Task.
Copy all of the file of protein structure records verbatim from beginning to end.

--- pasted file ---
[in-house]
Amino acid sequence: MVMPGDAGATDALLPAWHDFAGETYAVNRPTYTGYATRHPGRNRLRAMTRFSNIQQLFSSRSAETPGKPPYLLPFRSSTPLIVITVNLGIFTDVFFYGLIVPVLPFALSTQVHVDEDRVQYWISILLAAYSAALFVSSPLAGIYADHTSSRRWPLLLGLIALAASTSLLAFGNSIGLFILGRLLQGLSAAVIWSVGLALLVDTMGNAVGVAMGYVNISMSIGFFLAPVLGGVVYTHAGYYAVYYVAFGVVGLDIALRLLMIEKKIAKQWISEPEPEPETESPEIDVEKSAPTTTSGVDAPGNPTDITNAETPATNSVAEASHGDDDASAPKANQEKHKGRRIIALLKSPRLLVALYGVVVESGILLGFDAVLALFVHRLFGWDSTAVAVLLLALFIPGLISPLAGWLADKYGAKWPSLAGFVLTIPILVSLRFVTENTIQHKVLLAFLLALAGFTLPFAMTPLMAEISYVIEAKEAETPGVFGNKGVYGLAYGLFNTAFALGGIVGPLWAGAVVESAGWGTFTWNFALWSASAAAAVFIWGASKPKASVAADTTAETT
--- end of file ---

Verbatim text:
[in-house]
Amino acid sequence: MVMPGDAGATDALLPAWHDFAGETYAVNRPTYTGYATRHPGRNRLRAMTRFSNIQQLFSSRSAETPGKPPYLLPFRSSTPLIVITVNLGIFTDVFFYGLIVPVLPFALSTQVHVDEDRVQYWISILLAAYSAALFVSSPLAGIYADHTSSRRWPLLLGLIALAASTSLLAFGNSIGLFILGRLLQGLSAAVIWSVGLALLVDTMGNAVGVAMGYVNISMSIGFFLAPVLGGVVYTHAGYYAVYYVAFGVVGLDIALRLLMIEKKIAKQWISEPEPEPETESPEIDVEKSAPTTTSGVDAPGNPTDITNAETPATNSVAEASHGDDDASAPKANQEKHKGRRIIALLKSPRLLVALYGVVVESGILLGFDAVLALFVHRLFGWDSTAVAVLLLALFIPGLISPLAGWLADKYGAKWPSLAGFVLTIPILVSLRFVTENTIQHKVLLAFLLALAGFTLPFAMTPLMAEISYVIEAKEAETPGVFGNKGVYGLAYGLFNTAFALGGIVGPLWAGAVVESAGWGTFTWNFALWSASAAAAVFIWGASKPKASVAADTTAETT